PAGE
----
27th April Evaluations.

Sobeeh@aol.com
Thu Apr 27 02:59:52 2000

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Experience with Grapevine: The Growth of a Distributed System
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Grapevine system is implemented to run on a set of distributed dedicated computers. It provides services that can be divided into message service and registration service distributed over different servers. All servers cooperate to provide those two services where each service is a client of the other. The structures used by those services are replicated and distributed among the different servers with careful consideration to have the needed information near to the server that might ask for them.
The operational experience that the authors gained when the system is under heavy load gave them a better outlook on how the system should be modified in the future to accommodate that load. The authors address how to increase the system capacity and still manage the message service and registration service efficiently. The correct configuration decisions made by the designers in dividing the registration database and inboxes controls the performance of the system.
The Grapevine system is viewed by users as a single, reliable computer and the fact that it is distributed is totally transparent to them. This surprises the users when they find that the change they have done to a registry has not been updated yet, thus thinking that it has been lost in the system.
The Grapevine system provides a simplified file sharing in the Internet. Pitfalls in the file access method in the system design were noticed and solutions to give a better performance under heavy load are suggested. Mail access for home users was only permitted to few users to preserve a maintainable load on the servers.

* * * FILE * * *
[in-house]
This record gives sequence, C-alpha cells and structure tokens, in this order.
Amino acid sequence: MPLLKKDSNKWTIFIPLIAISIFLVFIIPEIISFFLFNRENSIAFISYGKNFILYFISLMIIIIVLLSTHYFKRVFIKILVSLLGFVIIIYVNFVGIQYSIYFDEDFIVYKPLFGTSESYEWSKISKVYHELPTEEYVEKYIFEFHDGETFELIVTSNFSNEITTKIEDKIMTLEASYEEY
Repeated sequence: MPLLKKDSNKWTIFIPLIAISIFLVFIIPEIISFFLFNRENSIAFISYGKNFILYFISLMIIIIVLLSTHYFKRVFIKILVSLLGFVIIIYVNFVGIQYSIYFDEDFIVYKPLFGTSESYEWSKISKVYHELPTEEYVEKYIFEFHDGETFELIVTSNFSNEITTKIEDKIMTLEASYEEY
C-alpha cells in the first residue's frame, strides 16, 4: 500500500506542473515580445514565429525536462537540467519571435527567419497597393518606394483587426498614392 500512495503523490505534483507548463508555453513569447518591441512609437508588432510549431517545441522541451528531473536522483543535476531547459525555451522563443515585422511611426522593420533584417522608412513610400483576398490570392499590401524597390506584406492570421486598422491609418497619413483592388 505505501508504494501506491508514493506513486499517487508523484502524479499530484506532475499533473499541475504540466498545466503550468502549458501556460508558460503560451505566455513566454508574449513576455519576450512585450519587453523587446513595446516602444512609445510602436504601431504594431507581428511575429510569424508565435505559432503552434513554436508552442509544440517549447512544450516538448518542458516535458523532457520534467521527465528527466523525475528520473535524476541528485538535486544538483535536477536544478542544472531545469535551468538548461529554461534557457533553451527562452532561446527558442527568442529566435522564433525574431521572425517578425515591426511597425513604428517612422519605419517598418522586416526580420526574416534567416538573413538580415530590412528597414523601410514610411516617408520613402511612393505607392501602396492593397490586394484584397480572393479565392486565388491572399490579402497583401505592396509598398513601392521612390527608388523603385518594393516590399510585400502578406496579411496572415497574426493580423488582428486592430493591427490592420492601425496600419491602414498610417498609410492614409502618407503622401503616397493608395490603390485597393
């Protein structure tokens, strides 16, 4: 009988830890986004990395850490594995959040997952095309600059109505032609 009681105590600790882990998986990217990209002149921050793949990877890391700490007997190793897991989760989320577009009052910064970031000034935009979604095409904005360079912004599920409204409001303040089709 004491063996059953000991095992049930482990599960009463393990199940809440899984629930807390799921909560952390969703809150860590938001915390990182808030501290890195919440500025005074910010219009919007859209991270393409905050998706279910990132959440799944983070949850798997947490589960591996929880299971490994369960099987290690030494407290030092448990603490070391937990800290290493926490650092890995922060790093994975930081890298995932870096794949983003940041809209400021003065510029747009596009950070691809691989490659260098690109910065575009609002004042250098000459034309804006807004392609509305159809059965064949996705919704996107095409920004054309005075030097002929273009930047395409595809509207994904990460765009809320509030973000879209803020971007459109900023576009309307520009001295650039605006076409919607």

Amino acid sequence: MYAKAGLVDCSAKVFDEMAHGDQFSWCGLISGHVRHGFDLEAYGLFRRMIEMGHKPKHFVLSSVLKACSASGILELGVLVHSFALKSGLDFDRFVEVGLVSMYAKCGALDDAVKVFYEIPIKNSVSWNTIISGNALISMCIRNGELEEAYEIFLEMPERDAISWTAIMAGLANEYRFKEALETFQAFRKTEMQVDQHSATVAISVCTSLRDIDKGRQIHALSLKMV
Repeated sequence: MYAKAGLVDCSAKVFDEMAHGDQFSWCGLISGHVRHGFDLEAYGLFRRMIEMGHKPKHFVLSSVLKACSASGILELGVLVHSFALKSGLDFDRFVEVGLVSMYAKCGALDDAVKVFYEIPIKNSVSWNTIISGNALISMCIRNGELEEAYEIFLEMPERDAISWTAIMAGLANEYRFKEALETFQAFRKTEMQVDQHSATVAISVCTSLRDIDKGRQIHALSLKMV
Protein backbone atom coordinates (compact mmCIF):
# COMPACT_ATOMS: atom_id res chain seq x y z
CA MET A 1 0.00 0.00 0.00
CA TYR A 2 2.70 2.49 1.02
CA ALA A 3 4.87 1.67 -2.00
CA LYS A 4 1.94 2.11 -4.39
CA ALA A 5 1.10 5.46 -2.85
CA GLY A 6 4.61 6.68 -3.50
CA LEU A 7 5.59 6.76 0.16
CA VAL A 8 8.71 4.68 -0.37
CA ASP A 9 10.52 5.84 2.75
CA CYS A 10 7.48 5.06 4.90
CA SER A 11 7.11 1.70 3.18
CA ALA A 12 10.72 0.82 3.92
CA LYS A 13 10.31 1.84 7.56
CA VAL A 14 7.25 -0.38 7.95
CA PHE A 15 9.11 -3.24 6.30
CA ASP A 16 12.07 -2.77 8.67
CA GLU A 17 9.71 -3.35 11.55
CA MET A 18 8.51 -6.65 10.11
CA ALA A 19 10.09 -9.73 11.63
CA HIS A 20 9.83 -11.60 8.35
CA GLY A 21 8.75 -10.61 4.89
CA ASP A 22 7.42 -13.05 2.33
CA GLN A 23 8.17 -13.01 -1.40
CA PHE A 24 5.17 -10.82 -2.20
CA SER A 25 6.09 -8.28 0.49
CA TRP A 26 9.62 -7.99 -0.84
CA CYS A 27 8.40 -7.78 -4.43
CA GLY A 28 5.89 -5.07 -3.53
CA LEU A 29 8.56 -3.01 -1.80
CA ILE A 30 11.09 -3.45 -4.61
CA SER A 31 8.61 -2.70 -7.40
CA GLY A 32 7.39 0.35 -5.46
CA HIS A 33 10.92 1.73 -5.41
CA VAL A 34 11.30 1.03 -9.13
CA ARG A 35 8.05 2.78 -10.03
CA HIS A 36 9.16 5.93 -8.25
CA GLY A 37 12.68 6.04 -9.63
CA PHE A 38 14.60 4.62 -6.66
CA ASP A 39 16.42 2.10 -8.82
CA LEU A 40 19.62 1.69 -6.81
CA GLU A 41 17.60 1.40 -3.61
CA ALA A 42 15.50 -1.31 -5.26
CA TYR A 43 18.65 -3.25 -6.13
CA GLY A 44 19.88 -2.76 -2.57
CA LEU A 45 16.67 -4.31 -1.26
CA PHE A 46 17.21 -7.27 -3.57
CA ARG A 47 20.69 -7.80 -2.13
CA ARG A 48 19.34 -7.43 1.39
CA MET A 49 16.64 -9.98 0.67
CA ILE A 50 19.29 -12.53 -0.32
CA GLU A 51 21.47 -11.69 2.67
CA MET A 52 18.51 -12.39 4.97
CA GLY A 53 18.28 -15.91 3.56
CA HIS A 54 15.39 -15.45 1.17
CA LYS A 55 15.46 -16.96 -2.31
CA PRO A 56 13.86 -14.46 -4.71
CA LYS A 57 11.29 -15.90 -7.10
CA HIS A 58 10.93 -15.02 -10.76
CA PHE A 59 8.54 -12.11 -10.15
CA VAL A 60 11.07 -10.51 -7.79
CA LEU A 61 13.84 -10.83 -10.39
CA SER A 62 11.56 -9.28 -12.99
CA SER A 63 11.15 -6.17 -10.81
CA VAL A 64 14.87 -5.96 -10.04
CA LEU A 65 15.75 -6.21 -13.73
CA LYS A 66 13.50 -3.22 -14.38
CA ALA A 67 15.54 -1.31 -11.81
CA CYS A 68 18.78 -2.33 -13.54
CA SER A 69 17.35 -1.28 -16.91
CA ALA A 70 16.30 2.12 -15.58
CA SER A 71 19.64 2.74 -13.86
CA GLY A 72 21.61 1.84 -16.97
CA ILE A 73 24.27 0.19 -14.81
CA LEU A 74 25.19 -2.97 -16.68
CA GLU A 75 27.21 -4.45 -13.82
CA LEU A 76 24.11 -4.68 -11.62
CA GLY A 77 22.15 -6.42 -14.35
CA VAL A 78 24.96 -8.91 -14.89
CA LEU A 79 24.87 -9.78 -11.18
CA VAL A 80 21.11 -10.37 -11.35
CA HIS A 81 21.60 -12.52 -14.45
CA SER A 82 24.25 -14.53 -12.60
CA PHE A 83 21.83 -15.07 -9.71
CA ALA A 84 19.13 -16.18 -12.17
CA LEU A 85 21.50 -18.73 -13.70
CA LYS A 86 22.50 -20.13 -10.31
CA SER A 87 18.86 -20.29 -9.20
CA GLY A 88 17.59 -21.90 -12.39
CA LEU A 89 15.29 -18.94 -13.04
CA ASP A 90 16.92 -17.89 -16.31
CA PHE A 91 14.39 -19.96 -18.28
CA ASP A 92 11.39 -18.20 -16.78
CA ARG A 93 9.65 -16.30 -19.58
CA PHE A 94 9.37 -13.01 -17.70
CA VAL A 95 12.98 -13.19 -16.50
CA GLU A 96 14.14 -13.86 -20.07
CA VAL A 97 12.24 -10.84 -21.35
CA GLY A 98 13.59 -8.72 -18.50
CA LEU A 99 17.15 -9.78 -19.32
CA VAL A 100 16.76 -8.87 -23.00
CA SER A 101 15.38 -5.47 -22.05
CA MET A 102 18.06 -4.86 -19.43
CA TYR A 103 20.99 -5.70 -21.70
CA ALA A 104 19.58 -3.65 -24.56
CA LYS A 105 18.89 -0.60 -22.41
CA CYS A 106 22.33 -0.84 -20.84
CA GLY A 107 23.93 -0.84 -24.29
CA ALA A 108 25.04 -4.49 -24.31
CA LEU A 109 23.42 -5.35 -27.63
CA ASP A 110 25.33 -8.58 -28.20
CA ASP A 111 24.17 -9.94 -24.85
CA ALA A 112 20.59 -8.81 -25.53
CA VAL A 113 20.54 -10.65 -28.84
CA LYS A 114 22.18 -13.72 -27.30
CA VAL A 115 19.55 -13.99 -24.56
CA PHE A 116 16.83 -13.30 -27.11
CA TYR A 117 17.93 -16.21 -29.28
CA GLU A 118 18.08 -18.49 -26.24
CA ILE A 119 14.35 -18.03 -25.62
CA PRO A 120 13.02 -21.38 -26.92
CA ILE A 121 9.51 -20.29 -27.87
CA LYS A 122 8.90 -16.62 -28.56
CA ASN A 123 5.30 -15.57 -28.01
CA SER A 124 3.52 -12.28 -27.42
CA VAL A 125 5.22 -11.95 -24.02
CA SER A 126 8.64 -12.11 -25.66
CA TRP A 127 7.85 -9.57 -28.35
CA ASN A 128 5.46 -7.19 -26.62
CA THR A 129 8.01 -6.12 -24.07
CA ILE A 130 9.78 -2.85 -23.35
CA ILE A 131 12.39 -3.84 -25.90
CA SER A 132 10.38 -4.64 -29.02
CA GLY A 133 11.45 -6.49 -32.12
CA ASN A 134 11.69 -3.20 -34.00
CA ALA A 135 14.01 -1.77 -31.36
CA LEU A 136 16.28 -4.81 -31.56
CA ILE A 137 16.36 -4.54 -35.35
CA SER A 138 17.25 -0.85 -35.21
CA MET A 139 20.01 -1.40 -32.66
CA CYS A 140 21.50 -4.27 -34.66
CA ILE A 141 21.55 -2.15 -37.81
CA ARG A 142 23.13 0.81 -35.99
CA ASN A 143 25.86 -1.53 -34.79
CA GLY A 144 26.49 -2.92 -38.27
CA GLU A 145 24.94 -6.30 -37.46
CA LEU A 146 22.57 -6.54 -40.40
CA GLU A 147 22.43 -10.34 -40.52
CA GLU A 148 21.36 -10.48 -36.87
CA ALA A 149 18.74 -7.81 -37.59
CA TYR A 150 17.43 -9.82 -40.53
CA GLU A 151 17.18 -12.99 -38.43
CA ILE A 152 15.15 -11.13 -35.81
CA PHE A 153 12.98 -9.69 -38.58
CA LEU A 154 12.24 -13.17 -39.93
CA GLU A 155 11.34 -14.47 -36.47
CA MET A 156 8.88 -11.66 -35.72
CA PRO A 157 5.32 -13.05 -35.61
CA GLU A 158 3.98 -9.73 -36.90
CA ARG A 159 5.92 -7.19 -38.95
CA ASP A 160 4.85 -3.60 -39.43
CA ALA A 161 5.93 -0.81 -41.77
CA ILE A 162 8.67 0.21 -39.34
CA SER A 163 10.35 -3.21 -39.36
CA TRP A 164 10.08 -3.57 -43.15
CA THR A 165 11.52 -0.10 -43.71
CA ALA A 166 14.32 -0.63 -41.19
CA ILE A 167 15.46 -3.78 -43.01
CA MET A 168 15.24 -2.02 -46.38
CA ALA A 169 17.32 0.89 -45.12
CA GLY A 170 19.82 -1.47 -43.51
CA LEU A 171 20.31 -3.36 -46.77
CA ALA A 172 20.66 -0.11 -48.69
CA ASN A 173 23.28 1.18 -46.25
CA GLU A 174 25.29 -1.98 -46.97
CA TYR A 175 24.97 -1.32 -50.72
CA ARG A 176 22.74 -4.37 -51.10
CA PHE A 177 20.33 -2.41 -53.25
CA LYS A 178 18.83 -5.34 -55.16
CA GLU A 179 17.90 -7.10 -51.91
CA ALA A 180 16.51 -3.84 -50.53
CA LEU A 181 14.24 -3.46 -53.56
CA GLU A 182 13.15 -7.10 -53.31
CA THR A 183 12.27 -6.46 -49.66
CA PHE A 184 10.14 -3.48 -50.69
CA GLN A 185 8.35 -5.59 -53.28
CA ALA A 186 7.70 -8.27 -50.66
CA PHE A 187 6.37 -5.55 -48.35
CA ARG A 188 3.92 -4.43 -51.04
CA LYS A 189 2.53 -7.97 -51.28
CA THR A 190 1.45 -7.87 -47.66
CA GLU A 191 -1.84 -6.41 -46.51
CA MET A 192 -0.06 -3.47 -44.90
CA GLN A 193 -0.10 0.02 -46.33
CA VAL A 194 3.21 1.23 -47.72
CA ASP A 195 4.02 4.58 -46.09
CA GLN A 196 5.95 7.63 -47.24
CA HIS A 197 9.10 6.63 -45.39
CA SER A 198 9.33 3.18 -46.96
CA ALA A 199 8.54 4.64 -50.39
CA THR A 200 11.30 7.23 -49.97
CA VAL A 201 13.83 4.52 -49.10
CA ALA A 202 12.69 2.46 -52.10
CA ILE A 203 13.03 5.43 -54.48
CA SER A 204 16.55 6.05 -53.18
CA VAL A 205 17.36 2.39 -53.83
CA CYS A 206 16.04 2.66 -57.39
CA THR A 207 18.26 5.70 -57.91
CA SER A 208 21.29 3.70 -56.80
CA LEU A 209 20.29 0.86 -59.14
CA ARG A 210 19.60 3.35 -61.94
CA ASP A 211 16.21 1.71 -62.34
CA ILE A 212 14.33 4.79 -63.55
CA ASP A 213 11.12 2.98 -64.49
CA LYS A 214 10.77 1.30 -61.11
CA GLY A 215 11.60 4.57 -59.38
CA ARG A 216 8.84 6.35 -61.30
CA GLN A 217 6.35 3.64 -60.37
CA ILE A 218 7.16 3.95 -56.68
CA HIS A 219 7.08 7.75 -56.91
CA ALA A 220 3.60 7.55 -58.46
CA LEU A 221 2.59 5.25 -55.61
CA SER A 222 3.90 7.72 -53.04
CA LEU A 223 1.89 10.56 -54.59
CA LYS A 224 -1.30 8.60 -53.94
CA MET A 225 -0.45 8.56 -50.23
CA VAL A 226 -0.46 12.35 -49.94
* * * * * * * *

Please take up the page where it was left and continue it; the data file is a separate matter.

Normal operators and system experts operate the system. While normal operators, who are not required to have special knowledge of how the system work, have to be present at the server site, system experts can do their job remotely using logs and dead letter facilities of the system.

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Fine-Grained Mobility in the Emerald System
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The Emerald system is an object-based language and system that supports mobility in distributed programming to provide efficient execution. The fine-grain mobility allows objects (data or process), that are the unit of distribution, to be moved to various nodes in the network in order to achieve better performance. Emerald is intended to be used on local area networks with less than 100 nodes.
Emerald optimizes parameter passing between different nodes. Call-by-reference leads to successive remote calls and call-by-value introduces a lot of copies distributed all around the network. The introduction of call-by-visit and call-by-move allows the programmer knowledge of the application itself to help in this optimization by sending the argument along with the invocation message in the same network packet. The programmer can attach the objects that always need other object, to perform their operation, to it by making it an attached object.
Objects in Emerald provide an easy way to extract the state that they are in. Once an object need to access a remote object, forwarding address is obtained and updated lazily from the different nodes (following the chain) till it finds the node that has the object. In case the chain followed passes through a dead node, broadcasting is used to find the node that has the updated object.
Garbage collecting in Emerald is much simpler than other distributed systems. While other systems have mobile references, Emerald uses mobile objects. The garbage collecting process goes in two different ways: local collector and a distributed collector. Both of those collectors operate in a mark-and-sweep fashion. Any object that is on the move is known to be either a referenced object or an object that is currently executing, thus no need to garbage collect it. The authors proposed way of implementing the garbage collector eliminates the need to halt the execution of the processes and overcomes the problems of having a crashed node in the network.
Mobility increases the generality of the system but degrades the performance since the process could have been executed locally. One of the Emerald designersí objectives is to develop the system such that the distribution will not interfere with the performance of objects in a single node. I think they have achieved that to a great extent.

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Sobeeh Almukhaizim
Sobeeh@cs.ucsd.edu
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